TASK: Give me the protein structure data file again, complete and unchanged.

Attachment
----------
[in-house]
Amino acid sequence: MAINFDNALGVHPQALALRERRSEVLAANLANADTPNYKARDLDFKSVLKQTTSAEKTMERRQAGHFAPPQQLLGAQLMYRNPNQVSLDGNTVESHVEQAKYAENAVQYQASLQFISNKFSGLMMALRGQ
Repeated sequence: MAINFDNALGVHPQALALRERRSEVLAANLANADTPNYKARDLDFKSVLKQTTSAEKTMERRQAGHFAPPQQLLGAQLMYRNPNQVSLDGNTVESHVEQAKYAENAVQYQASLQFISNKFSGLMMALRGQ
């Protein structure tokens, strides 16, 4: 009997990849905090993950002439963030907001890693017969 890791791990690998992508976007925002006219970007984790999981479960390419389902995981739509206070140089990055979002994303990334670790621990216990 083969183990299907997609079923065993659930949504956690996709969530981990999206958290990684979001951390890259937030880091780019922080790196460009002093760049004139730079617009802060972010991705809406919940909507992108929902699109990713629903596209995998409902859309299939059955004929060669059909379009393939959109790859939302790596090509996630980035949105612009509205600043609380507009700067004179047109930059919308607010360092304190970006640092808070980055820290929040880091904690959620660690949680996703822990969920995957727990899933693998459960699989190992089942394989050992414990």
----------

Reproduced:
[in-house]
Amino acid sequence: MAINFDNALGVHPQALALRERRSEVLAANLANADTPNYKARDLDFKSVLKQTTSAEKTMERRQAGHFAPPQQLLGAQLMYRNPNQVSLDGNTVESHVEQAKYAENAVQYQASLQFISNKFSGLMMALRGQ
Repeated sequence: MAINFDNALGVHPQALALRERRSEVLAANLANADTPNYKARDLDFKSVLKQTTSAEKTMERRQAGHFAPPQQLLGAQLMYRNPNQVSLDGNTVESHVEQAKYAENAVQYQASLQFISNKFSGLMMALRGQ
């Protein structure tokens, strides 16, 4: 009997990849905090993950002439963030907001890693017969 890791791990690998992508976007925002006219970007984790999981479960390419389902995981739509206070140089990055979002994303990334670790621990216990 083969183990299907997609079923065993659930949504956690996709969530981990999206958290990684979001951390890259937030880091780019922080790196460009002093760049004139730079617009802060972010991705809406919940909507992108929902699109990713629903596209995998409902859309299939059955004929060669059909379009393939959109790859939302790596090509996630980035949105612009509205600043609380507009700067004179047109930059919308607010360092304190970006640092808070980055820290929040880091904690959620660690949680996703822990969920995957727990899933693998459960699989190992089942394989050992414990």